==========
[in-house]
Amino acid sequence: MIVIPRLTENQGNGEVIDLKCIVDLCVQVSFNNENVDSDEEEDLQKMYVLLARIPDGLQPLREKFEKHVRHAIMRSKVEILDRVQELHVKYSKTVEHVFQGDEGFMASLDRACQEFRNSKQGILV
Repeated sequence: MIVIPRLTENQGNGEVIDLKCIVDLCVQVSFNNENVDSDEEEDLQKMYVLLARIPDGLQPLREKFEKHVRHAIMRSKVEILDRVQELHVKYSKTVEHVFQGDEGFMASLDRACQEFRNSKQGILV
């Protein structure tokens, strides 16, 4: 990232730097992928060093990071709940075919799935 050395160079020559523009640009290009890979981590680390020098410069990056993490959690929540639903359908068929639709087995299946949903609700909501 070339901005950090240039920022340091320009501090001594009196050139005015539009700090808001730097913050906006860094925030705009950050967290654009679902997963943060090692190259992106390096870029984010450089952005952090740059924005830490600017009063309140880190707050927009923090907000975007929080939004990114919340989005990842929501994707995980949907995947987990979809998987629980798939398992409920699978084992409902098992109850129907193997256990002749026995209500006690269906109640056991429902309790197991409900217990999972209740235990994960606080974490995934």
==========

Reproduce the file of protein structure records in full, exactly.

[in-house]
Amino acid sequence: MIVIPRLTENQGNGEVIDLKCIVDLCVQVSFNNENVDSDEEEDLQKMYVLLARIPDGLQPLREKFEKHVRHAIMRSKVEILDRVQELHVKYSKTVEHVFQGDEGFMASLDRACQEFRNSKQGILV
Repeated sequence: MIVIPRLTENQGNGEVIDLKCIVDLCVQVSFNNENVDSDEEEDLQKMYVLLARIPDGLQPLREKFEKHVRHAIMRSKVEILDRVQELHVKYSKTVEHVFQGDEGFMASLDRACQEFRNSKQGILV
């Protein structure tokens, strides 16, 4: 990232730097992928060093990071709940075919799935 050395160079020559523009640009290009890979981590680390020098410069990056993490959690929540639903359908068929639709087995299946949903609700909501 070339901005950090240039920022340091320009501090001594009196050139005015539009700090808001730097913050906006860094925030705009950050967290654009679902997963943060090692190259992106390096870029984010450089952005952090740059924005830490600017009063309140880190707050927009923090907000975007929080939004990114919340989005990842929501994707995980949907995947987990979809998987629980798939398992409920699978084992409902098992109850129907193997256990002749026995209500006690269906109640056991429902309790197991409900217990999972209740235990994960606080974490995934």